The new strategy should be written by the White House Office of Science and Technology Policy (OSTP) in conjunction with the National Security Council, the National Science Foundation, and interagency partners like the departments of Energy, State, and Defense. OSTP has coordinated the implementation of the National Quantum Initiative Act and is poised to convene quantum stakeholders to write a forward-looking document. In fact, OSTP’s National Quantum Coordination Office deserves praise for its steady cadence of reports and persistence. A strategy should begin with a foundational assessment of the competitive dynamics associated with quantum computing and recommend policies to ensure leadership, seeking to leverage extant national capabilities and those being developed. Any successful strategy, though, must balance a focus on these competitive exigencies against the dual-use dangers associated with quantum technologies. 

The U.S. government occupies the principal position to safeguard and bolster domestic and allied quantum industries. A proactive strategy can articulate how future administrations will heed best practices from today’s innovation competition with China: support U.S.-based standard-setting organizations; ensure safe-by-design principles for all quantum hardware and devices such as sensors; utilize export controls in anticipation of marketable quantum products; and monitor outbound capital investment. Government funding will also remain vital to facilitate quantum innovation that delivers practical national security applications and ensures the nation is prepared for quantum computing’s disruption to cybersecurity. 

The largest scale quantum-enabled cybersecurity disruption is most likely to come in the form of encryption breaking. Although it may not be possible in the near term for a quantum computer to compromise cryptography, a consensus among academics, industry, and cryptographers has formed that adopting post-quantum algorithms (algorithms that protect data by using a cryptographic architecture that resists quantum decryption) is the best tool to preserve today’s secrets. Malicious cyber actors may be incentivized to steal data for attacks that take the form of “harvest now, decrypt later” when a quantum computer can unlock secrets in the future. This concern is motivating governments and companies to take action.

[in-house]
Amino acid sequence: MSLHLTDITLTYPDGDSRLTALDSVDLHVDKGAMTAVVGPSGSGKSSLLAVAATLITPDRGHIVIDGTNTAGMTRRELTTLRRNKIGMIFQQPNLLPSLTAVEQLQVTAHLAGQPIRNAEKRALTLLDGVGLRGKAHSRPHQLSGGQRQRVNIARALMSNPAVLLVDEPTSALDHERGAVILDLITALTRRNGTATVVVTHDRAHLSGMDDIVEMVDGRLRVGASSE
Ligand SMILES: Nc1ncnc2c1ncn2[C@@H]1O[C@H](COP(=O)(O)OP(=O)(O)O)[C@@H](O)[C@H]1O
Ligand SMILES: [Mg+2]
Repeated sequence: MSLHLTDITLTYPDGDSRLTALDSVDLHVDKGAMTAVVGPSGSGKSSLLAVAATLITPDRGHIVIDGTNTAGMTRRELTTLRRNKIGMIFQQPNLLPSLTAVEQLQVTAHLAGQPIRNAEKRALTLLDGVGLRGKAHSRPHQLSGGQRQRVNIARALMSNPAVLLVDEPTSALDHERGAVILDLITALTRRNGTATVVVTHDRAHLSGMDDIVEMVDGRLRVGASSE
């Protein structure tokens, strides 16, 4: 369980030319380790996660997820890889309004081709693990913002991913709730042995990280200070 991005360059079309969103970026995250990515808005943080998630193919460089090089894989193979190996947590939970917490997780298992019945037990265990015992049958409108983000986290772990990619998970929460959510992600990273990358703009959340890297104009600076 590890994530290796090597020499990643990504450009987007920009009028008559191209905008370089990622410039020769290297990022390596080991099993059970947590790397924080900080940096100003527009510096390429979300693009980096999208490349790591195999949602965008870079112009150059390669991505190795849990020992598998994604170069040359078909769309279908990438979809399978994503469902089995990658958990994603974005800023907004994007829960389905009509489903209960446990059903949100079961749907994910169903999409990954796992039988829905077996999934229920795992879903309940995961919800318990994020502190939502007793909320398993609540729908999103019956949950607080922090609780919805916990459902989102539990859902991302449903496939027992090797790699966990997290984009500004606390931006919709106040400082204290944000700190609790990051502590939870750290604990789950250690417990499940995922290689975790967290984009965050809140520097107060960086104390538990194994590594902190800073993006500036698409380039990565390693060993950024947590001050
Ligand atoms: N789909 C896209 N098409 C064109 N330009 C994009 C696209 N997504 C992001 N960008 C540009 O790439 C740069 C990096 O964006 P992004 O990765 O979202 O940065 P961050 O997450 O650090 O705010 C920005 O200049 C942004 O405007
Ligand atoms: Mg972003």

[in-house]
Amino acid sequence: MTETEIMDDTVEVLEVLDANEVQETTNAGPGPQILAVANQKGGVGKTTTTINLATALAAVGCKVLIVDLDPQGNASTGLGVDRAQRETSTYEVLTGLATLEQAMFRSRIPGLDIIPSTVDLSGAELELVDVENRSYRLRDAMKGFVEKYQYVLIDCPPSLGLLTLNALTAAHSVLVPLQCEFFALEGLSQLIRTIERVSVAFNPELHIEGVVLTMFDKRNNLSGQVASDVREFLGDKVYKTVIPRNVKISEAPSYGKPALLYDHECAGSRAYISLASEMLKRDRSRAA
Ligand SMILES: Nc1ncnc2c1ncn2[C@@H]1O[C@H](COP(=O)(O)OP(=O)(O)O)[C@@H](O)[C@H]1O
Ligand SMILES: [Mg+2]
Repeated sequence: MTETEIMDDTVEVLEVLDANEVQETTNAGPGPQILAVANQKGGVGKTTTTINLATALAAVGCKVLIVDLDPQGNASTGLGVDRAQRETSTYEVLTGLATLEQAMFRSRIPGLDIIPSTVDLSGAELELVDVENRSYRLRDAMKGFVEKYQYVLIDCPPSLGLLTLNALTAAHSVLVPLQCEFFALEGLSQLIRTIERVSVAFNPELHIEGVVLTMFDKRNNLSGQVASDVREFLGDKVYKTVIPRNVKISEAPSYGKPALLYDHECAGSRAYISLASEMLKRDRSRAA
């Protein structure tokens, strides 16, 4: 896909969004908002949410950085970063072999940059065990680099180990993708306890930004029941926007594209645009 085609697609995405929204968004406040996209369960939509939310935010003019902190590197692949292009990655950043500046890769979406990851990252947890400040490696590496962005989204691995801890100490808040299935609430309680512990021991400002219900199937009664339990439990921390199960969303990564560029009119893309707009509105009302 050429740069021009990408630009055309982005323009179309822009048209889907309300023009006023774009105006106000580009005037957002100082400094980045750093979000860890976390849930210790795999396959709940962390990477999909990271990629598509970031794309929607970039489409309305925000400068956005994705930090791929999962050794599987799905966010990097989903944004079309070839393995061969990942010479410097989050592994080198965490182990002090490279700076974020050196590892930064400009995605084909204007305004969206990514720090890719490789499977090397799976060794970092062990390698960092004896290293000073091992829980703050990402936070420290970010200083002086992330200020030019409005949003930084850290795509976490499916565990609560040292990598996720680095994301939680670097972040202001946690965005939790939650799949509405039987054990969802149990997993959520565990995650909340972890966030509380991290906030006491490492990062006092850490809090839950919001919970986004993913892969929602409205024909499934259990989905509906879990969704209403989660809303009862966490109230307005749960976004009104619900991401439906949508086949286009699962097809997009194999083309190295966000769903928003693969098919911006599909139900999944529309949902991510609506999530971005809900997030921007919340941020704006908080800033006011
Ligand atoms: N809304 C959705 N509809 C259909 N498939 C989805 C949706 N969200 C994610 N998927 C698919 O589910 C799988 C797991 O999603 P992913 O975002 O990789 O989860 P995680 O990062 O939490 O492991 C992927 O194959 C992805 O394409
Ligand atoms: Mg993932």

Despite these reasonable concerns, quantum computing will disrupt biotechnology, finance, and other economically vital fields before a quantum computer compromises today’s encryption. The national strategy should clarify the stakes of the technological competition for encryption and cybersecurity not just for industry leaders and for the U.S. government, but for the nation as a whole. 

NIST’s algorithms for post-quantum cryptography (PQC) are the best solution to prepare for the quantum future. The Biden administration’s 2022 National Security Memorandum 10 establishes timelines for transitioning the U.S. government and the nation to PQC. OSTP can highlight the national priority for standardizing PQC across federal agencies and the web of users dotting the map such as small businesses, school districts, and critical infrastructure operators. A national strategy can serve as a vehicle to broadcast a road map for nationwide PQC migration and develop an implementation plan that mitigates risk. According to a survey on PQC conducted by the accounting firm KPMG, 32 percent of experts did not value PQC or cryptographic agility. Readying the nation for the transition will be a herculean task, and direction from the White House—specifically, OSTP—for the development and implementation of a national migration plan may be necessary to initiate the sweeping PQC overhaul ahead as malicious actors seek to exploit U.S. systems.

But getting the U.S. domestic quantum house in order will not be sufficient. Since the federal government issued the 2018 National Strategic Overview, global cooperation and competition for quantum technologies has exploded. The United States has a deep well of quantum soft power: preeminent universities, pioneering quantum companies such as IBM and Google, a decentralized research and development ecosystem, a healthy startup landscape, and lucrative career pathways. Any strategy must devise policies to nurture this soft power for the contest ahead and develop mechanisms to cooperate with allies. Simply put, the United States needs allies to stay competitive

NATO’s quantum strategic vision pledges a “quantum-ready alliance” to anticipate fast-breaking changes to collective defense. NATO’s plan will draw heavily from European and U.S. research and development ecosystems. Even with allies on board, though, the United States’s soft power may be insufficient to overcome a direct, well-funded challenge from China to dominate quantum. A quantum strategy should evaluate the nature and scale of this challenge and develop mechanisms that account for both cooperation and competition.

A quantum strategy is also necessary to devise a whole-of-nation quantum talent plan for the United States that leverages federal and state capabilities in collaboration with industry for every level of education—for those in school and for professionals. McKinsey estimates that the United States lags behind the European Union, India, and China in producing the talent to sustain a thriving quantum ecosystem. The solution, however, is not more quantum physics PhDs.